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Mar 18

Toz and The Seller of Happiness

During my first 6 months in Rio, my journey to work took me past the long wall that runs opposite Jardim Botânico. This wall is covered with some of Rio’s finest graffiti and because I passed it every day I was soon familiar with every piece on the wall.

As well as recognising the individual works, after a while I started to recognise the characters and styles of the different artists too. One of my favourites was a guy called Toz (real name Tomaz Viana) and the collective he was part of, the Fleshbeck Crew.

Toz-Shimu

Toz calls these colourful characters “Shimu”. Their cheerful, mischievous faces pop up all over Rio.

 

Toz (sounds like ‘Toyzh’) has been in the news a lot recently – his enormous work in the port area of Rio deservedly gained a lot of attention.

But I wanted to tell you about another piece of Toz’s work. I was wandering through Gávea about 6 months ago when I saw this:

Toz-alegria

I had seen most of the characters in this picture before, but I was not familiar with the figure which had its head disappearing into a cloud of colourful balls.

 

The bold colours were really nice, but I wondered what had inspired this strange new character with its head hidden by a hundred brightly coloured balls? The clue was in the title.

 

O Vendedor de Alegria

As well as this work in Gávea, Toz had created other works that included this character. After some internet searching I discovered that this was all part of an exhibition titled O Vendedor da Alegria (Seller of Happiness).

vendedor-de-alegria

A ‘Seller of Happiness’ on a street corner…

 

 

Hmmm, who sells happiness? Those of you with dirty minds will probably be thinking seedy thoughts right now! However, the answer can be found at the beach:

Vendedor-de-alegria

The Seller of Happiness approaches through the late afternoon sea mist



 

Vendedor-de-alegria

These guys wander the beaches with their selection of colourful balls.

 

And in case the cynics among you think that these guys don’t bring happiness to kids today (who are apparently only interested in video games and technology), here’s proof that some kids are still delighted by this vendor’s wares:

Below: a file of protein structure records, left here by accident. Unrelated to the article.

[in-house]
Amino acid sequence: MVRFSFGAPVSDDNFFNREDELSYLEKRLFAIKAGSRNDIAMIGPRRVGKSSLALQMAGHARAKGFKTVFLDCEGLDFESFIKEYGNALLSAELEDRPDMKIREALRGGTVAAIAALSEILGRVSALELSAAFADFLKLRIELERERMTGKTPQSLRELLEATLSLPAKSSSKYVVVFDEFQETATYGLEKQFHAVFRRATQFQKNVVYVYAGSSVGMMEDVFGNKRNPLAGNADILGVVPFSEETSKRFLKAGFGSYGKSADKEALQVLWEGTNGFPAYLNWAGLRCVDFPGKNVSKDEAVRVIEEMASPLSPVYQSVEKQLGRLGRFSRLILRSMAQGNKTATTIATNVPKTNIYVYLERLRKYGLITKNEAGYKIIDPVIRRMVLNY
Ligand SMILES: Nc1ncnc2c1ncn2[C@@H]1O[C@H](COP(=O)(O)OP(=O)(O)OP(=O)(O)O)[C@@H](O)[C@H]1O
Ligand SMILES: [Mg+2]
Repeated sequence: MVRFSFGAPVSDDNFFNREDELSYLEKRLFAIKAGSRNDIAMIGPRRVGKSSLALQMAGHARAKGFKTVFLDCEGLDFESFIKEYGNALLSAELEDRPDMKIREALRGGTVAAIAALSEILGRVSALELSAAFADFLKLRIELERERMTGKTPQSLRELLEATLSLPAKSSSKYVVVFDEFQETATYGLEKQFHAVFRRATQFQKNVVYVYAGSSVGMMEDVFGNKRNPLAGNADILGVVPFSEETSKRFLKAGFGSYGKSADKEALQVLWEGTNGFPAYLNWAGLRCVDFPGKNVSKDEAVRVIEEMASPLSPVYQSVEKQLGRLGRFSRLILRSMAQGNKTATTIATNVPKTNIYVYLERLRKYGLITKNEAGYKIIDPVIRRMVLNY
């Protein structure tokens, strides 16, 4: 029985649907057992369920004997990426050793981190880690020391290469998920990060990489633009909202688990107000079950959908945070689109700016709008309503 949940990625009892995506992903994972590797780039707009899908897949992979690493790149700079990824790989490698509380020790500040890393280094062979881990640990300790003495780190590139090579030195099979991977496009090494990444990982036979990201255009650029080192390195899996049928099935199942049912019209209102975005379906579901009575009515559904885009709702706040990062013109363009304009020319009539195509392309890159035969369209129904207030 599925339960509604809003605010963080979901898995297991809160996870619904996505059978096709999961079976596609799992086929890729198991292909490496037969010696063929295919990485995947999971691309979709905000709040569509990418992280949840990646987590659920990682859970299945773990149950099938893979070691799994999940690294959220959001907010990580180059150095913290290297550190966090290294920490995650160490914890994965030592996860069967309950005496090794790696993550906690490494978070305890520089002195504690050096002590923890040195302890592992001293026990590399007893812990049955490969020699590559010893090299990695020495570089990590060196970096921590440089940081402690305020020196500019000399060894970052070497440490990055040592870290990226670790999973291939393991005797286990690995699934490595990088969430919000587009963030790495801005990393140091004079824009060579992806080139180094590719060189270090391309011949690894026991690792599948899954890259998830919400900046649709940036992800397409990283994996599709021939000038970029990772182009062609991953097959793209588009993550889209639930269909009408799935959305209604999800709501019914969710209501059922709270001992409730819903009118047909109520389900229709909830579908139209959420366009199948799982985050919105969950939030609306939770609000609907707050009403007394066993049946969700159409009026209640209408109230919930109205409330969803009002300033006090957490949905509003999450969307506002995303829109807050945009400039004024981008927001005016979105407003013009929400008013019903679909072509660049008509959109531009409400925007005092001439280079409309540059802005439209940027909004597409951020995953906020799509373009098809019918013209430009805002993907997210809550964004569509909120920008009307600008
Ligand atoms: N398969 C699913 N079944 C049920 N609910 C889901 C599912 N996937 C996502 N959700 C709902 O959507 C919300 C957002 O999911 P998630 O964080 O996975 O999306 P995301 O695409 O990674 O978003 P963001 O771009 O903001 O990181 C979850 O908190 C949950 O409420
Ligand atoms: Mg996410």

vendedor-de-alegria

As I was watching this guy wander past, some teenagers called him over to buy a football. As soon as he put down the larger beach-balls, a little girl came running over, enchanted. She spent the next five minutes jumping all over this thing! You could see the vendor felt kind of bad when he had to eventually pick it up and go on his way.

 

Toz has a book coming out next week that will be showcasing and explaining his works – I for one will be hunting it down!

Traço e trajetória

I’ll be queueing up to get my copy!

 

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7 comments

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  1. Marcos

    This kind of graffiti is nice but I don’t like the one that makes places dirty and ugly, I mean, the pichações.

    1. tomlemes

      Hi Marcos, like you I also have a problem with a lot of what is called pixação / pichação. I heard one justification which is that it is a form of social protest from people who have very little in society. They want to make the place ugly for the people who are getting something from society, presumably as a way to force change. This seems like very twisted logic to me…

      1. Marcos

        I googled the words pixação and pichação and I learnt that the word pichação is the act of write something on the walls or buildings as a form of protest like you said when you replied my post. You’re right. pichação also means to speak bad of somebody. Pichação is the act of using bitumen to make roads. I found out that the word pixação is used in an informal writing. I’m a Brazilian but I don’t like the Portuguese language because of these spelling rules and I’m not good at that. So, it’s really boring to learn when to use r or rr, x or ch, j or g and so on.

        1. tomlemes

          Ha ha! Yes, Portuguese can be tricky! But I feel sorry for people learning English too – there is very little logic in the way that words are spelt in English – weird, beard, cheered – all these words sounds the same, but have different spellings! :D

  2. The Gritty Poet

    These guys always bring the following lyrics to mind when I see them walking by.

    “You never turned around to see the frowns on the jugglers and the clowns
    When they all come down and did tricks for you
    You never understood that it ain’t no good
    You shouldn’t let other people get your kicks for you”

    A good ol’ Bob Dylan tune, which was even covered by the likes of Jimi Hendrix and Seja Seja Rei (B.B King). Now that is something.

    1. tomlemes

      “Seja Seja Rei”! rs/lol! Nice rendition too.

  3. The Gritty Poet

    Humm, the bilingual LOL – interesting. How about “SLOL” for concision?
    And to convey bittersweet laughter “SGrrr”.

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